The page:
It’s difficult to know if that data is complete, because it doesn’t allow us to count all Cape Verdeans at the BVCHC, but only those people who speak Cape Verdean Creole or those who identify themselves as having been born in Cape Verde. “Because we have no complete way to identify the health status of the Cape Verdean population, we have no certain way to identify specials needs and opportunities to provide better health care to this minority group,” says Dr. Fine. In addition, because Cape Verdean Creole is not a written language, “we have no way to certify Cape Verdean medical translators” which means some of the health care needs of Cape Verdeans go unaddressed, he adds.
But, there are better ways to improve the health care of Rhode Island’s Cape Verdeans, says Dr. Fine. “We must make sure that all Cape Verdeans are enrolled in a primary care practice or community health center,” he says, noting that electronic medical systems can provide better measures of the health of this population.
Dr. Fine called for Cape Verdeans to be appointed to boards of health care organizations to represent them in decision of allocation of resources, to demand better translation services, and to improve delivery of health care to Rhode Island’s Cape Verdeans.
As to Rhode Islanders, Dr. Fine noted that 25 to 45 percent don’t get primary care and prevention. As a result, there are 1,200 unnecessary deaths a year from heart disease and stroke. There are 200 unnecessary deaths a year from colon cancer and 65-70 unnecessary cases of HIV. Up to 200,000 Rhode Islanders remain smokers, he says.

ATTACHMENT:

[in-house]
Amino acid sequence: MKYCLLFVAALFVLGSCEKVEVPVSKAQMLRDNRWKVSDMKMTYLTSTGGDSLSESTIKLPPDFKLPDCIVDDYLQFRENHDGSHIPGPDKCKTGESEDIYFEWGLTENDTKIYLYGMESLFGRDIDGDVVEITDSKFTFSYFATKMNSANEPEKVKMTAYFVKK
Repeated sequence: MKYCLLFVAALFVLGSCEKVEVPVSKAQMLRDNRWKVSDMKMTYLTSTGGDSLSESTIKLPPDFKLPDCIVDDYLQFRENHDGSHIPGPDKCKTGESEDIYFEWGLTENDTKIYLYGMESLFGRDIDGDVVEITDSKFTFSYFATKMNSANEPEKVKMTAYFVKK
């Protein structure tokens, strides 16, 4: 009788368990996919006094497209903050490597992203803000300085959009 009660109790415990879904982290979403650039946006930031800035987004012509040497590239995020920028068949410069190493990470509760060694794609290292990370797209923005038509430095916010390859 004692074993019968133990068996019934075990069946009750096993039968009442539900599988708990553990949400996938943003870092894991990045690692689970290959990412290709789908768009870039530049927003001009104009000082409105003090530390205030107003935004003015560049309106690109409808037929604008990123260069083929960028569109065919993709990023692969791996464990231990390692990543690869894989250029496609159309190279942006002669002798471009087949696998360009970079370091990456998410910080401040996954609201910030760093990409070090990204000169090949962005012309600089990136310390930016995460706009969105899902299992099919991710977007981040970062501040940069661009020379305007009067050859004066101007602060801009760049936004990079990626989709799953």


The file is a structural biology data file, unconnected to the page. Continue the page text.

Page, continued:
Dr. Fine continued to detail the negative impact on the health of Rhode Islanders if they did not visit a primary care physician. More than 1,500 babies are born to teenagers, more than a third to minorities. Not to mention that there are 330 to 400 avoidable deaths from influenza every year due lack of immunization (500,000 Rhode Islanders are currently not immunized every year). And there are 330 deaths a year from prescriptions and other drug overdoses, he says.
It’s Time for a Change
Dr. Fine warns that major changes must be made to the nation’s health care delivery system to reduce spiraling health care costs and to provide better access. This solution can be modeled after his Central Falls Neighborhood Health Station (CFNHS), he says. It’s a multi and interdisciplinary approach, bringing a wide variety of health care professionals together, from physician, nurses, physician assistants, mental health workers, nutritionists, substance abuse workers and midwifes, to rehabilitation professionals, CFNHS’s must also provide urgent care and primary care services, be open on weekends and have “sick today access appointments.” Says Dr. Fine.
Fine has documented early successes in the CFNHS’s delivery of health care. Adolescent pregnancy was been reduced by 24 percent in 2016 and emergency medical service runs were reduced by 5 percent in just 12 months.
Dr. Fine envisions a Neighborhood Health Station in every community of 10,000 persons. When up and running, “we’ll increase life expectancy, reduce infant mortality and revitalize the local economy,” he says, by reducing health care costs.
Concluding the Health and Wellness Fair, Director Charles J. Fogarty, of the Rhode Island Division of Elderly Affairs, who will be retiring next month, was recognized by RIMETF for his 40 years of public service and his support for the work of the Minority Elder Task Force.
For more details regarding the work of the RI Minority Elder Task Force or to make a donation, write RIMETF, 5 Leahy Street, Rumford, RI 02916 or call Lori Brennan Almeida, Chairperson, at 401-497-1287.